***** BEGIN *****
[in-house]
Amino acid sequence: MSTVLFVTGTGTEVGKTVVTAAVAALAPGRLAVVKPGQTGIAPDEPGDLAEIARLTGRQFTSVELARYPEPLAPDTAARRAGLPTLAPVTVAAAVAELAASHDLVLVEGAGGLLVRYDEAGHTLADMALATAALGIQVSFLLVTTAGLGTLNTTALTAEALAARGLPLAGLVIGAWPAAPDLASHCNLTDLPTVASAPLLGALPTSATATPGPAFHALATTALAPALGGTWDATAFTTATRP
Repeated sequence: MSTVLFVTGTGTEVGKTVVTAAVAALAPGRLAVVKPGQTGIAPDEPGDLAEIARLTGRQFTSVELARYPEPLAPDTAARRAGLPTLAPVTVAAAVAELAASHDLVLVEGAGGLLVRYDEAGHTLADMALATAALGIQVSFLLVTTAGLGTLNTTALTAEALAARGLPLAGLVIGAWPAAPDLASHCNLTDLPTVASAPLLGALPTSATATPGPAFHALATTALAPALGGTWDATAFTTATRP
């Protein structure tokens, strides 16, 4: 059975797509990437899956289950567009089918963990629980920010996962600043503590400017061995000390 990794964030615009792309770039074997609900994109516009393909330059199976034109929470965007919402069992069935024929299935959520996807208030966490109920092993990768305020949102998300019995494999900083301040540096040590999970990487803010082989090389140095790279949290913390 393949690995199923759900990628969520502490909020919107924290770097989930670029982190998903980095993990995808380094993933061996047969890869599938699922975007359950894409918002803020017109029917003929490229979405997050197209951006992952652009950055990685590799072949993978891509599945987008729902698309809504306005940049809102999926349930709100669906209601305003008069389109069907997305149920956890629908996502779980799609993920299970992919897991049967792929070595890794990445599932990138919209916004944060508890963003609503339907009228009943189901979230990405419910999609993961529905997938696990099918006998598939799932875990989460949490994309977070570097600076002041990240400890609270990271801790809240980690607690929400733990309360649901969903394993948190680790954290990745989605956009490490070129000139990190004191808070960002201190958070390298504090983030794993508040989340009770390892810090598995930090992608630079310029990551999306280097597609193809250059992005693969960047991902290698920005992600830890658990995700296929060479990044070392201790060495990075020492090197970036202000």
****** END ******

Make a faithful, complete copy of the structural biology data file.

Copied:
[in-house]
Amino acid sequence: MSTVLFVTGTGTEVGKTVVTAAVAALAPGRLAVVKPGQTGIAPDEPGDLAEIARLTGRQFTSVELARYPEPLAPDTAARRAGLPTLAPVTVAAAVAELAASHDLVLVEGAGGLLVRYDEAGHTLADMALATAALGIQVSFLLVTTAGLGTLNTTALTAEALAARGLPLAGLVIGAWPAAPDLASHCNLTDLPTVASAPLLGALPTSATATPGPAFHALATTALAPALGGTWDATAFTTATRP
Repeated sequence: MSTVLFVTGTGTEVGKTVVTAAVAALAPGRLAVVKPGQTGIAPDEPGDLAEIARLTGRQFTSVELARYPEPLAPDTAARRAGLPTLAPVTVAAAVAELAASHDLVLVEGAGGLLVRYDEAGHTLADMALATAALGIQVSFLLVTTAGLGTLNTTALTAEALAARGLPLAGLVIGAWPAAPDLASHCNLTDLPTVASAPLLGALPTSATATPGPAFHALATTALAPALGGTWDATAFTTATRP
């Protein structure tokens, strides 16, 4: 059975797509990437899956289950567009089918963990629980920010996962600043503590400017061995000390 990794964030615009792309770039074997609900994109516009393909330059199976034109929470965007919402069992069935024929299935959520996807208030966490109920092993990768305020949102998300019995494999900083301040540096040590999970990487803010082989090389140095790279949290913390 393949690995199923759900990628969520502490909020919107924290770097989930670029982190998903980095993990995808380094993933061996047969890869599938699922975007359950894409918002803020017109029917003929490229979405997050197209951006992952652009950055990685590799072949993978891509599945987008729902698309809504306005940049809102999926349930709100669906209601305003008069389109069907997305149920956890629908996502779980799609993920299970992919897991049967792929070595890794990445599932990138919209916004944060508890963003609503339907009228009943189901979230990405419910999609993961529905997938696990099918006998598939799932875990989460949490994309977070570097600076002041990240400890609270990271801790809240980690607690929400733990309360649901969903394993948190680790954290990745989605956009490490070129000139990190004191808070960002201190958070390298504090983030794993508040989340009770390892810090598995930090992608630079310029990551999306280097597609193809250059992005693969960047991902290698920005992600830890658990995700296929060479990044070392201790060495990075020492090197970036202000």